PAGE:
Better performance, less material

Advanced simulation tools have been used to develop new materials that optimise the performance capabilities of plastic/metal composites, or hybrids, offering improved flowability.


nufacturer to develop hybrids which use aluminium sheeting rather than sheet steel.dard polyamide 6, without adversely affecting the elasticity modulus, stiffness, elongation at break or flow line strength.

Boris Koch, hybrid technology expert at Lanxess told Eureka: "We can now reduce the wall thickness and weight of hybrid components even further and attempt to exploit the materials used as best as possible. If possible, plastic should only be utilised where it is needed and in the required quantity."

Lanxess used topology optimisation software to ascertain the best position for the polyamide ribs to ensure optimum component stiffness and has also developed a new evaluation procedure with which material data from high speed trials can be defined for crash simulations. The method, based on reverse engineering, enables the material parameters governed by the rate of elongation to be calculated from rapid tensile tests. This provides a very reliable means of simulating the crash behaviour of hybrid parts even before the prototype has been built.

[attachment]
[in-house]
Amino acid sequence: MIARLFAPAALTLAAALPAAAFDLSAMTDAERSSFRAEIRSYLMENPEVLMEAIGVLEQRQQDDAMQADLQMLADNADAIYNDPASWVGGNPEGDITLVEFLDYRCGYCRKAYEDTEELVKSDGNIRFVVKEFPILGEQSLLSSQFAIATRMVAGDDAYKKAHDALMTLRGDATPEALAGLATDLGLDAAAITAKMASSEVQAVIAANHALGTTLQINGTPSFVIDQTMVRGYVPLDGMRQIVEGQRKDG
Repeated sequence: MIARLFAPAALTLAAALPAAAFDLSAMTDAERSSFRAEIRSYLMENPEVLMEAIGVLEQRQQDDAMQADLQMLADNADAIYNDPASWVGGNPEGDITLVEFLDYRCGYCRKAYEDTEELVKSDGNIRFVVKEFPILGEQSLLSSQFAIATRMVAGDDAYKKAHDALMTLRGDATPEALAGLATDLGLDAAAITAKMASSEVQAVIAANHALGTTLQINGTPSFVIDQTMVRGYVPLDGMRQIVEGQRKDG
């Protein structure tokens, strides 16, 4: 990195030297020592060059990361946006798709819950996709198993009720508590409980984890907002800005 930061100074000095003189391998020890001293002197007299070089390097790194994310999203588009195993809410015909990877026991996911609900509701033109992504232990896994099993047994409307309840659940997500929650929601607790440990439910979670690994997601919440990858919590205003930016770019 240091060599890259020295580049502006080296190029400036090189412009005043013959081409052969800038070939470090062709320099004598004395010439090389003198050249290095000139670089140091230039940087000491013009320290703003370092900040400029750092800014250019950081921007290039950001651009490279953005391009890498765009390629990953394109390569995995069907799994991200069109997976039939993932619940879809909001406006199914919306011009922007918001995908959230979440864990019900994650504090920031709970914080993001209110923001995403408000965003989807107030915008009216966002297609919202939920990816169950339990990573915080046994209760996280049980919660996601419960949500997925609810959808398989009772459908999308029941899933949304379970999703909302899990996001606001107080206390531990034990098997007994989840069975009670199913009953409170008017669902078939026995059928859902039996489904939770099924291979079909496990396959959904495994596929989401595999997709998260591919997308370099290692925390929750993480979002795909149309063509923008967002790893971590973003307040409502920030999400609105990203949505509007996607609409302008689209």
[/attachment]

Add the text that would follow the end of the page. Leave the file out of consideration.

"With the Easy Flow polyamide and optimised simulation processes, we can reduce the wall thickness of a hybrid component by around 20 per cent over a standard design, which leads to more lightweight, cost effective parts. The component characteristics remain at their normal high level," explained Koch.

Another recent innovation from Lanxess is its highly filled PA 6 grade made up of around 60% glass fibres by weight. It is derived from Easy Flow Durethan and displays the same flowability as a standard PA 6 with 30% glass fibres. The material can therefore be processed on existing plants under almost the same conditions.

Hybrid materials are already being used in the automotive industry. BMW, for example, uses a combination of sheet steel and Lanxess' polyamide 6 Durethan BKV 30 H2.0 on the front end of its 1 Series and 3 Series cars. Lanxess is also collaborating with an aluminium manufacturer to develop hybrids which use aluminium sheeting rather than sheet steel.

Author
Tom Shelley

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